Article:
Elections are a game of numbers, and Muslims have the numbers to make an impact on the forthcoming polls. In terms of statistics, Muslims account for 10 percent of Kenya’s population — meaning that the community numbers about 4 million according to the 2009 national census. A figure contested by Muslims and other marginalized groups in Kenya.
Although four million looks insignificant when compared to Kenya’s 40 million population, the situation is different when Muslims are looked at from an election perspective.
According to the Independent Electoral and Boundaries Commission (IEBC) figures of listed voters as per December 18, 2012 when the voter registration exercise ended, the total number of voters for the March 4 elections stands at 14.3 million.
Although it may not be practically possible to say how many of the 14.3m are Muslim, an analysis of voter demographics according to regions gives one a rough estimate of how many Muslims are registered voters.
There are seven counties, which can safely be said to be Muslim-dominated— these are Mombasa, Kwale, Tana River, Lamu, Garissa, Wajir and Mandera. According to IEBC figures, the total number of registered voters in these seven counties is roughly 1,058,529.
But Muslims are also scattered across the country, with significant numbers found in Kakamega, Busia, Vihiga, Nakuru, Eldoret, Homa Bay, Kilifi, Nairobi, Muranga, Nyeri, Kitui, Embu, Machakos and Kisumu.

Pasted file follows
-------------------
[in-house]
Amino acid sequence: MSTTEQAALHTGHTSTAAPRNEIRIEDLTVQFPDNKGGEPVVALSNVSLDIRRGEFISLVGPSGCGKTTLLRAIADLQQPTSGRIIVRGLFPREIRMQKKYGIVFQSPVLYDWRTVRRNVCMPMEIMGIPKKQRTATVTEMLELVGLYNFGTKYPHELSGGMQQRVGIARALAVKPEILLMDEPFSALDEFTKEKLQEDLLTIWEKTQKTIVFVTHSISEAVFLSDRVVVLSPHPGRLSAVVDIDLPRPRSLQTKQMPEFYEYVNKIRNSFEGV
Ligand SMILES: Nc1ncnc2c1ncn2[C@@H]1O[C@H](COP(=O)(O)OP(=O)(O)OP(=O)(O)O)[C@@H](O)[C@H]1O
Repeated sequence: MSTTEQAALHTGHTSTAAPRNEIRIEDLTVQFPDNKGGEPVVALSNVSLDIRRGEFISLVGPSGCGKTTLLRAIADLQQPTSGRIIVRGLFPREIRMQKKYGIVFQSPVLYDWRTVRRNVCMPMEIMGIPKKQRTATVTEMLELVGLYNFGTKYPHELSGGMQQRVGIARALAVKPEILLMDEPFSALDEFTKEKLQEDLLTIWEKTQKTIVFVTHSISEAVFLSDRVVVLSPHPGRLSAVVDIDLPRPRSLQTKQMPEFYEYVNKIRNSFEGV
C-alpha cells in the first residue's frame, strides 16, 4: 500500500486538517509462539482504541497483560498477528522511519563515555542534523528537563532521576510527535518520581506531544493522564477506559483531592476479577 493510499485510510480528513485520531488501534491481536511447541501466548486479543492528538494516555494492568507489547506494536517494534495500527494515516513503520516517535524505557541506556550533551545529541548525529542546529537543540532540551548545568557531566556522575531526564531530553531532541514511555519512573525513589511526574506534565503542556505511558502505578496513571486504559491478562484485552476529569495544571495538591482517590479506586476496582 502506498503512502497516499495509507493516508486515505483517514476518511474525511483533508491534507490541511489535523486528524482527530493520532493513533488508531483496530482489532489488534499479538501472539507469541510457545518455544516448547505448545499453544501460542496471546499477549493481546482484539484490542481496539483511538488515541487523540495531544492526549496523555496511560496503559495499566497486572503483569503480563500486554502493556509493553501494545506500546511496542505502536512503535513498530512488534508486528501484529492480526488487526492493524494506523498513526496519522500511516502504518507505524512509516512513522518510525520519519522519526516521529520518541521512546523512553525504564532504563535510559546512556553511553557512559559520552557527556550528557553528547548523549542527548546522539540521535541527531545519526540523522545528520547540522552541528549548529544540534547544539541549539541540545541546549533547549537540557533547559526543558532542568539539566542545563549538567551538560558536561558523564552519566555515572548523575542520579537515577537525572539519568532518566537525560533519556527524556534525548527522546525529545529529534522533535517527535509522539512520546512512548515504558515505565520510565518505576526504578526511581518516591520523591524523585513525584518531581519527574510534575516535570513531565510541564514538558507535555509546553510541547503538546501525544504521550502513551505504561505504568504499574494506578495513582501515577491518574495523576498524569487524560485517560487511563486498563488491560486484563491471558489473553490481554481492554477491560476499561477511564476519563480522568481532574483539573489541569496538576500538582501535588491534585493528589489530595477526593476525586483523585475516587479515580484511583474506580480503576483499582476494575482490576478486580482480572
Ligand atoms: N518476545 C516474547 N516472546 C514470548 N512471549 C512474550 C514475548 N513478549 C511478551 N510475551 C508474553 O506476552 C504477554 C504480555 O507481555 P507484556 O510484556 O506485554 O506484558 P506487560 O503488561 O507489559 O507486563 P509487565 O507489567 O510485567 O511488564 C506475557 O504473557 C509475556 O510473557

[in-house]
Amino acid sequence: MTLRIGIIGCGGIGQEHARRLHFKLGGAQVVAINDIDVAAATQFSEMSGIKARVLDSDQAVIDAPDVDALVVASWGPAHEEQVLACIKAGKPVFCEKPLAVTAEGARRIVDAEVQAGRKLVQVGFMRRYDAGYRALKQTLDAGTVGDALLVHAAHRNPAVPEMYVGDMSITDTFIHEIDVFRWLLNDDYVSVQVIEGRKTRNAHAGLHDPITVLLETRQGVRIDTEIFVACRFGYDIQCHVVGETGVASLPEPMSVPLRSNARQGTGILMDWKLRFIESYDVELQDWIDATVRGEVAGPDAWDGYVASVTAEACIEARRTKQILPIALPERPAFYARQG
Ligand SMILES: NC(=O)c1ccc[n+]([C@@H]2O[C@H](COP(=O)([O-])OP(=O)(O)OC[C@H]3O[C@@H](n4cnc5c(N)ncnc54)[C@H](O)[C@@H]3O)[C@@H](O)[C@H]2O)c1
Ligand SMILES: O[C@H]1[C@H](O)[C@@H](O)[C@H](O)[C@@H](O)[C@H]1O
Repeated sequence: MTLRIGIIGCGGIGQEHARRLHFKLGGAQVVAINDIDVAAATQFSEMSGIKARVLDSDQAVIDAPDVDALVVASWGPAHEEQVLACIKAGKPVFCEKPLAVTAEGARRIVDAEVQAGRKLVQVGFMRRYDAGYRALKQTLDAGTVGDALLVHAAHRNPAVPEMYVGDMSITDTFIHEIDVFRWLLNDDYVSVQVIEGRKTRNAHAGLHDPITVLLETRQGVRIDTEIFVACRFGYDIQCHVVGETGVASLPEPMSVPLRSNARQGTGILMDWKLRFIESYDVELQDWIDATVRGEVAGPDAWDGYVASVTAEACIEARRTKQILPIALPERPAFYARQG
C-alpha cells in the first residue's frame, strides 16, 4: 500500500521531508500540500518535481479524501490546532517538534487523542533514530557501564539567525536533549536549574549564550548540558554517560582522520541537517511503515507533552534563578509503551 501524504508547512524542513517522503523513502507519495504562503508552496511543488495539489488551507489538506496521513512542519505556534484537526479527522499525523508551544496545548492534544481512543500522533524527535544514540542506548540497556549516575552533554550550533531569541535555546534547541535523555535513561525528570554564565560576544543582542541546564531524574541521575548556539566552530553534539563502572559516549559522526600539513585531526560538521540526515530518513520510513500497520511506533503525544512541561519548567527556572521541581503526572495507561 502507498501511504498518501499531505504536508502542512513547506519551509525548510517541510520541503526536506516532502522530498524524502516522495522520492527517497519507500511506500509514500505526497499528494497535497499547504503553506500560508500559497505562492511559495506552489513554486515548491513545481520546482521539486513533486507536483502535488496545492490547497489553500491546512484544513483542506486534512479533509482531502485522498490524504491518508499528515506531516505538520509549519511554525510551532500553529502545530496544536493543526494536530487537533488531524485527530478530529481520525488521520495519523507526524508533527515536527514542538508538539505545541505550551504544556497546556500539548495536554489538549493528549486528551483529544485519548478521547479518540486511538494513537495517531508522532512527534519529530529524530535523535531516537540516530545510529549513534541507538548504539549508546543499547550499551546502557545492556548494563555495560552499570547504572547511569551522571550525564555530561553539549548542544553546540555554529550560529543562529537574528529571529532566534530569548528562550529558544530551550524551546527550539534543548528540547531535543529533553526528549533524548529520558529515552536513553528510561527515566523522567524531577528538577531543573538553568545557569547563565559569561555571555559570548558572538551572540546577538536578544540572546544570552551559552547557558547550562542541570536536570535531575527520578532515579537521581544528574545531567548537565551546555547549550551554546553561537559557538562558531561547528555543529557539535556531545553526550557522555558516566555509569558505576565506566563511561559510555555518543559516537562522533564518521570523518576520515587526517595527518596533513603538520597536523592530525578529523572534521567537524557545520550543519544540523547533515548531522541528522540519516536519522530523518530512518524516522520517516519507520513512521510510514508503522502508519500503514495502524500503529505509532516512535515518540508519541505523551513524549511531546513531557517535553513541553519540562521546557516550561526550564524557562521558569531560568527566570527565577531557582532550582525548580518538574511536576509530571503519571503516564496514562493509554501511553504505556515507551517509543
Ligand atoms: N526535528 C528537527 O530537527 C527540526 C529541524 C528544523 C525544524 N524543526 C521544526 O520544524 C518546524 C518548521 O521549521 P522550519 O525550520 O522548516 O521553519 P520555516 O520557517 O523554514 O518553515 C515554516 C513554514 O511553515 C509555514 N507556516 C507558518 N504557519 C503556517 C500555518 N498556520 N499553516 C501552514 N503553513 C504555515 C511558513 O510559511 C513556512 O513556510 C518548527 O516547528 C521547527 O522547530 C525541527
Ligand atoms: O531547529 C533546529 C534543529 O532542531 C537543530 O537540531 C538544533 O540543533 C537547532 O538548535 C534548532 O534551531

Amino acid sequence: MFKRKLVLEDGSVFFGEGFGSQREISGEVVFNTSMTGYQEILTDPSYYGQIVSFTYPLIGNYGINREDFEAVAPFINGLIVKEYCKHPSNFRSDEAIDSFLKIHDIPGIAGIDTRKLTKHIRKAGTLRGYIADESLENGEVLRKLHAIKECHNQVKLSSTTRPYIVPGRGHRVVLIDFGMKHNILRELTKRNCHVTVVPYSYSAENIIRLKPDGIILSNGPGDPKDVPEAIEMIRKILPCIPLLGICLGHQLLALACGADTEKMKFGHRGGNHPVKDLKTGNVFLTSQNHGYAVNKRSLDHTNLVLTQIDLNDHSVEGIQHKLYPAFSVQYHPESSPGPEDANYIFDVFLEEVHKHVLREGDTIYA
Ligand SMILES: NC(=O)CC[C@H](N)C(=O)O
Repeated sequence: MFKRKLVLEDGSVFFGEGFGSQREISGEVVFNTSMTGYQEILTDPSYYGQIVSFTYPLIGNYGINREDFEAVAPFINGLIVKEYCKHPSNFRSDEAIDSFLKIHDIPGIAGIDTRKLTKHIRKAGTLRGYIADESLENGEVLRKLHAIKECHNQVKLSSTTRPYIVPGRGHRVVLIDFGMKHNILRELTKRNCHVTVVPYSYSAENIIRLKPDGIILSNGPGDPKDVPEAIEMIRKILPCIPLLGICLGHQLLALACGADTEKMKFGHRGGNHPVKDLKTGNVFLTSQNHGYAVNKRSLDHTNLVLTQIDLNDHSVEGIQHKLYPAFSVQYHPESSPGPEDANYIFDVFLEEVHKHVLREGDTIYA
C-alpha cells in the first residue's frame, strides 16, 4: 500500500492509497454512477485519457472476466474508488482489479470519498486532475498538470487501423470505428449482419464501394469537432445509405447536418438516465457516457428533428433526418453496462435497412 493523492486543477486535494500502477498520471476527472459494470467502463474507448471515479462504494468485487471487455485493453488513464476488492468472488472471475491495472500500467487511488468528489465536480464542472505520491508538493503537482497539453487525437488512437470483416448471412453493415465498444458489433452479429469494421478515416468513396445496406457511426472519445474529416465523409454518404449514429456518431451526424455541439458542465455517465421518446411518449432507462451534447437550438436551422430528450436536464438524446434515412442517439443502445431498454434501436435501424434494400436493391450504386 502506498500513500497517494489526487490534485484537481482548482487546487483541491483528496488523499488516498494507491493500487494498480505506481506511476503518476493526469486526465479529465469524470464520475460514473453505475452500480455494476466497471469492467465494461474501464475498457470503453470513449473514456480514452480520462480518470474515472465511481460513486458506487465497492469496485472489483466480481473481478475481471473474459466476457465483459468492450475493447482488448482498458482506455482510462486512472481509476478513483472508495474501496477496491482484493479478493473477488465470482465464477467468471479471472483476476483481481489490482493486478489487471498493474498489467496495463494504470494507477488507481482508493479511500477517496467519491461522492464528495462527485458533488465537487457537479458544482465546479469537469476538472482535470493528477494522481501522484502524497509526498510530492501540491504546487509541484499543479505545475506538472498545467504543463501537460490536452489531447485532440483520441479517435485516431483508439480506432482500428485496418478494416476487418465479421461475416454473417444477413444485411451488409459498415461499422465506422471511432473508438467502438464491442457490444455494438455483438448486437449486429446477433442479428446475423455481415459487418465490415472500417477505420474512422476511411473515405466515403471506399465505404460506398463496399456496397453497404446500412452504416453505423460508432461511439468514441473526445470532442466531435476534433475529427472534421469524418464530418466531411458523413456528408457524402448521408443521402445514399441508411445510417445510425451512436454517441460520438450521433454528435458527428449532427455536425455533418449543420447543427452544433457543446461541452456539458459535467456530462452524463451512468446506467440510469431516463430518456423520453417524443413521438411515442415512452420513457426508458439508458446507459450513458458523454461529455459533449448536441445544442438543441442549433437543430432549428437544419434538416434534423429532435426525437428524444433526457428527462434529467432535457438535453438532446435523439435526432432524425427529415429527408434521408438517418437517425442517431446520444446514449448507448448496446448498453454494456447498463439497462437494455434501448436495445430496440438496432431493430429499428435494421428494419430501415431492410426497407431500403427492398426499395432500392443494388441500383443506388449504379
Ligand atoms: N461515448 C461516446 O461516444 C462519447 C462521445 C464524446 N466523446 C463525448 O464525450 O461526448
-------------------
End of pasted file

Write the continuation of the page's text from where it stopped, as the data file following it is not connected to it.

When these numbers are added to the ones in the seven Muslim-dominated counties, Muslims could, give and take, account for about 2.3 million of the 14.3 registered voters.
Indeed, 2.3 million votes is a very significant figure in a tight election such as the one we expect on March 4. If the Muslim vote was consolidated and cast as a bloc, especially if the elections are issue-based, then the presidential candidate or coalition that receives this vote would have a significant head-start against his or her opponents with regard to Article 138 (4a) of the constitution which states that; a candidate shall be declared elected as President if the candidate receives more than half of all votes cast in the election.
Apart from being a game changer as a bloc, the Muslim vote could also prove critical in the coming polls in terms of meeting the requirements of Article 138 (4b) which provides that a candidate shall only be declared as President if he or she receives at least 25 percent of the votes cast in each of the more than half of the 47 counties.
With close to 2.3 million votes and dominating about seven counties, the Muslim community has, therefore, emerged as a significant electoral bloc that could prove to be a game-changer. Therefore, no one should underestimate the importance of Muslims in the electoral process.
The Muslim Leaders Forum understands the importance of Muslims in the electoral process and that is why we are calling upon our brothers and sisters to cast their lot with the Cord alliance because of the commitment this alliance has shown to the implementation of the constitution.
The writer is the outgoing CEO of the Kenya Muslim Youth Alliance and Deputy Secretary General of the Supreme Council of Kenya Muslims (SUPKEM).